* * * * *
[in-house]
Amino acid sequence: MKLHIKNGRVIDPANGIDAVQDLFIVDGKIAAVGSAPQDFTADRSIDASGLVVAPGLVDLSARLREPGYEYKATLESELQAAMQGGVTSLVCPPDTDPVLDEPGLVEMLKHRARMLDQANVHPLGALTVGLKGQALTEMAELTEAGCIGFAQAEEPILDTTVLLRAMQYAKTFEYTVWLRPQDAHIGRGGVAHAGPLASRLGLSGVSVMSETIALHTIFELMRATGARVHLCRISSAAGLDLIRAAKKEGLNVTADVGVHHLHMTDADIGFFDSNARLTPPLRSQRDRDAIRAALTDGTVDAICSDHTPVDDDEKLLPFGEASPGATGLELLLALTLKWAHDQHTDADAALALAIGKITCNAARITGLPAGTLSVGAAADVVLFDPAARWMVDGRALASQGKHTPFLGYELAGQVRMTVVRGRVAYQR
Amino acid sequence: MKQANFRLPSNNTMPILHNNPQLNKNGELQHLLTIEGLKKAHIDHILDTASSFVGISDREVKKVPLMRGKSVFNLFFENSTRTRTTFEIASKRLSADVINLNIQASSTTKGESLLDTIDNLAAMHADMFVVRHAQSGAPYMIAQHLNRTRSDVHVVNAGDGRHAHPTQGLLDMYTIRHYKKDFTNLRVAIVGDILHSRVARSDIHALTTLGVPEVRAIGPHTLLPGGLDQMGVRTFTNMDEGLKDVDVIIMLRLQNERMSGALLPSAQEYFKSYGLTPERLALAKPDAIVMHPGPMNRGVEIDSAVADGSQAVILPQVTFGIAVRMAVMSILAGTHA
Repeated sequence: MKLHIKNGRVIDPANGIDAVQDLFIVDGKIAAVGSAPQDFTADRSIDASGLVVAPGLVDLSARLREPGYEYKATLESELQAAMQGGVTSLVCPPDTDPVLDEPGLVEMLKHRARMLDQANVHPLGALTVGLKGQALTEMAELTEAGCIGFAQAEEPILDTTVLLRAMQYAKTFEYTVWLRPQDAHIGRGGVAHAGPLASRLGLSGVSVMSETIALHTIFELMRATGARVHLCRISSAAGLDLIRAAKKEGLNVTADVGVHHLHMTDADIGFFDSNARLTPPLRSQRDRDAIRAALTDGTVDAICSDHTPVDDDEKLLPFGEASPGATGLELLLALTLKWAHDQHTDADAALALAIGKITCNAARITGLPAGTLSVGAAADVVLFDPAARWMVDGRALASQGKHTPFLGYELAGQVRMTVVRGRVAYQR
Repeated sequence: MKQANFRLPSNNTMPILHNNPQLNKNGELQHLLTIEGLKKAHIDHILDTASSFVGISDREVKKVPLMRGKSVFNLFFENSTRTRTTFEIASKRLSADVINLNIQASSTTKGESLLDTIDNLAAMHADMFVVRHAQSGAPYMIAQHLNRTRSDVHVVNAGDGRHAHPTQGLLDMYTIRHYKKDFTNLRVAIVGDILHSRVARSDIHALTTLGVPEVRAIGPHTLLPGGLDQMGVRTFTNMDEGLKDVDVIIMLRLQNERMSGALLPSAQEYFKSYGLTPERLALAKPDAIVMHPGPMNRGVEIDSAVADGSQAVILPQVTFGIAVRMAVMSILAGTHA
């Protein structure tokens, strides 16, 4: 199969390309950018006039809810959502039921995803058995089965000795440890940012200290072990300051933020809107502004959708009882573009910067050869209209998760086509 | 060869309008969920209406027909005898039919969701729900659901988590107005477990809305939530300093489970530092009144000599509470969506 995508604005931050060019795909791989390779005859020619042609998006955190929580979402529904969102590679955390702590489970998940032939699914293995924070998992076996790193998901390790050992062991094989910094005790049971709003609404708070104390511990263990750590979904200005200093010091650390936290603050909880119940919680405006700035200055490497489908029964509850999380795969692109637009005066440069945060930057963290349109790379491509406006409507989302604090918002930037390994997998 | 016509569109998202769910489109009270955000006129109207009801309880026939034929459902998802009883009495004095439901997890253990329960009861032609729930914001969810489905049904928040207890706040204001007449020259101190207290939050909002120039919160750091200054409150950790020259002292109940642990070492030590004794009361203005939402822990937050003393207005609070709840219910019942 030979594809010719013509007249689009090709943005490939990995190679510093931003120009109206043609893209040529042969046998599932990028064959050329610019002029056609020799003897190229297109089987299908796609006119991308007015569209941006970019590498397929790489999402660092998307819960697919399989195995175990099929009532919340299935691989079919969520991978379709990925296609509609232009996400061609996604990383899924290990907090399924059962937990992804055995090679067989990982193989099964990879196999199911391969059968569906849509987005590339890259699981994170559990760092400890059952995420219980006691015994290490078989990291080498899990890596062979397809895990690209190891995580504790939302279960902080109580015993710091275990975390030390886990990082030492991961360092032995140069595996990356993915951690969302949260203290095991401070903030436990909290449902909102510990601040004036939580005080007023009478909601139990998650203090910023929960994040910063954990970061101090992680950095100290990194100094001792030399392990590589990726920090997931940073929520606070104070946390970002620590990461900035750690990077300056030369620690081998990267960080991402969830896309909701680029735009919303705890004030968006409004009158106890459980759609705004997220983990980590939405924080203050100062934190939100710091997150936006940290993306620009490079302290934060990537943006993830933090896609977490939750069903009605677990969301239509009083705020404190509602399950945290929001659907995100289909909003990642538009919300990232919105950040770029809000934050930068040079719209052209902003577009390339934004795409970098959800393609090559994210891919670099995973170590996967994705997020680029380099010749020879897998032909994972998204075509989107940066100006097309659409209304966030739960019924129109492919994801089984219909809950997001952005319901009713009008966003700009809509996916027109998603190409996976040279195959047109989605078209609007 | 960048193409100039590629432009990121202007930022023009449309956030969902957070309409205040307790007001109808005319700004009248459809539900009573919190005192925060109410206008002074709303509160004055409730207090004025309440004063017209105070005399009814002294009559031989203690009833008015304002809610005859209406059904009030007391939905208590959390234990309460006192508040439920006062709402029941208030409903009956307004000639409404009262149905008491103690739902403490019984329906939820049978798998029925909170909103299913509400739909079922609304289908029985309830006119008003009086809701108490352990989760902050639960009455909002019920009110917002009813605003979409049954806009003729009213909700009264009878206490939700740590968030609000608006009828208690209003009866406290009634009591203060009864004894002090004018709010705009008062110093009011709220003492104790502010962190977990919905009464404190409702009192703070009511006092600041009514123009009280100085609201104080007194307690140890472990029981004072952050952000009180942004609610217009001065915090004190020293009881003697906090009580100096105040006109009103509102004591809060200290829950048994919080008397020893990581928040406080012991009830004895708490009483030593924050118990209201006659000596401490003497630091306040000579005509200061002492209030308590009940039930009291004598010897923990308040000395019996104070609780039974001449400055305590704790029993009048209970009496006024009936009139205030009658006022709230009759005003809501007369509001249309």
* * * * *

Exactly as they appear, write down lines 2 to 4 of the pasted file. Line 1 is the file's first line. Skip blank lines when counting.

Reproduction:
Amino acid sequence: MKLHIKNGRVIDPANGIDAVQDLFIVDGKIAAVGSAPQDFTADRSIDASGLVVAPGLVDLSARLREPGYEYKATLESELQAAMQGGVTSLVCPPDTDPVLDEPGLVEMLKHRARMLDQANVHPLGALTVGLKGQALTEMAELTEAGCIGFAQAEEPILDTTVLLRAMQYAKTFEYTVWLRPQDAHIGRGGVAHAGPLASRLGLSGVSVMSETIALHTIFELMRATGARVHLCRISSAAGLDLIRAAKKEGLNVTADVGVHHLHMTDADIGFFDSNARLTPPLRSQRDRDAIRAALTDGTVDAICSDHTPVDDDEKLLPFGEASPGATGLELLLALTLKWAHDQHTDADAALALAIGKITCNAARITGLPAGTLSVGAAADVVLFDPAARWMVDGRALASQGKHTPFLGYELAGQVRMTVVRGRVAYQR
Amino acid sequence: MKQANFRLPSNNTMPILHNNPQLNKNGELQHLLTIEGLKKAHIDHILDTASSFVGISDREVKKVPLMRGKSVFNLFFENSTRTRTTFEIASKRLSADVINLNIQASSTTKGESLLDTIDNLAAMHADMFVVRHAQSGAPYMIAQHLNRTRSDVHVVNAGDGRHAHPTQGLLDMYTIRHYKKDFTNLRVAIVGDILHSRVARSDIHALTTLGVPEVRAIGPHTLLPGGLDQMGVRTFTNMDEGLKDVDVIIMLRLQNERMSGALLPSAQEYFKSYGLTPERLALAKPDAIVMHPGPMNRGVEIDSAVADGSQAVILPQVTFGIAVRMAVMSILAGTHA
Repeated sequence: MKLHIKNGRVIDPANGIDAVQDLFIVDGKIAAVGSAPQDFTADRSIDASGLVVAPGLVDLSARLREPGYEYKATLESELQAAMQGGVTSLVCPPDTDPVLDEPGLVEMLKHRARMLDQANVHPLGALTVGLKGQALTEMAELTEAGCIGFAQAEEPILDTTVLLRAMQYAKTFEYTVWLRPQDAHIGRGGVAHAGPLASRLGLSGVSVMSETIALHTIFELMRATGARVHLCRISSAAGLDLIRAAKKEGLNVTADVGVHHLHMTDADIGFFDSNARLTPPLRSQRDRDAIRAALTDGTVDAICSDHTPVDDDEKLLPFGEASPGATGLELLLALTLKWAHDQHTDADAALALAIGKITCNAARITGLPAGTLSVGAAADVVLFDPAARWMVDGRALASQGKHTPFLGYELAGQVRMTVVRGRVAYQR